Earlier this week, I reported on a 2010 letter written by Twin Cities Catholic Archbishop John Nienstedt to the mother of a gay son. When the woman contacted him and pleaded for acceptance on her son’s behalf, Nienstedt responded by warning that her eternal salvation was potentially at risk unless she changed her view and accepted the Catholic Church’s anti-gay teachings — essentially demanding that she choose between accepting her son and saving her soul.
The awful story apparently caused enough of a stir to attract the attention of Chris Kluwe, a Minnesota Vikings football star who also happens to be an amazing spokesperson for marriage equality. This outspoken ally responded in an eloquent letter to Nienstedt and Pope Benedict XVI that Kluwe posted on his blog:
Do you presume to speak for God, Archbishop Nienstedt? Will you tell these children, faithful children who attend Sunday school and earnestly pray every day, that they are somehow lessened in God’s eyes? Will you grasp that millstone, Archbishop Nienstedt, grasp it all the way to the bottom, clutching at the heavy weight of earthly power and influence even as it drags you down?
“No man can serve two masters: for either he will hate the one, and love the other; or else he will hold to the one, and despise the other. Ye cannot serve God and mammon.”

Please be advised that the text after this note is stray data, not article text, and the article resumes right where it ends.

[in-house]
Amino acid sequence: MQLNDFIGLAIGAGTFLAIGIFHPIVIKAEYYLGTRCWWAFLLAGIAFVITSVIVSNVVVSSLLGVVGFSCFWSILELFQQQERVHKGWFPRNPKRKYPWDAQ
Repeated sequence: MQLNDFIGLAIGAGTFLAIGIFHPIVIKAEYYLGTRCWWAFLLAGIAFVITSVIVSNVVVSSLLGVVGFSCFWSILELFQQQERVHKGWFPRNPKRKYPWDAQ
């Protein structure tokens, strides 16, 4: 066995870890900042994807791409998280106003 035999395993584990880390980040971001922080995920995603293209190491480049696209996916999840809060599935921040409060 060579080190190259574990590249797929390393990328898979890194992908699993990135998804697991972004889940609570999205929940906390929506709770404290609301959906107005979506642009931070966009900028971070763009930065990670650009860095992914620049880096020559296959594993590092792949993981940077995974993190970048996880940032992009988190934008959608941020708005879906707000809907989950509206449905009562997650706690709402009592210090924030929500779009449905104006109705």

“Then saith he unto them, Render therefore unto Caesar the things which are Caesar’s; and unto God the things that are God’s.”
Tell me, Archbishop, Pope, what purpose does the Church serve attempting to influence the affairs of a secular state? The federal benefits under law currently denied gay couples certainly fall under the realm of Caesar, don’t they? No one is forcing the Catholic Church to marry gay couples if that is not the Church’s wish. You can keep the sanctity of Catholic marriage solely between heterosexual couples if you feel that is what’s required (again though, I caution you on the dangers of presumed infallibility). All we are asking is for you to extend the open hand of tolerance instead of the closed fist of fear and hate. As American citizens, we respect the right for everyone to practice whichever religion they so choose, including the right to not practice one at all. Haven’t we learned enough from the Crusades, the Inquisitions, the Talibans of the world? What does it benefit the Church to attempt to influence secular policy in this country, especially when that influence is to deny basic human rights to others? Will you now assume Caesar’s throne, grasping the transitory ephemera of worldly power and control, while forsaking the eternal kingdom of Heaven?
I’m not a religious man, but the only thing I can think to say in response is a big, resounding “amen!”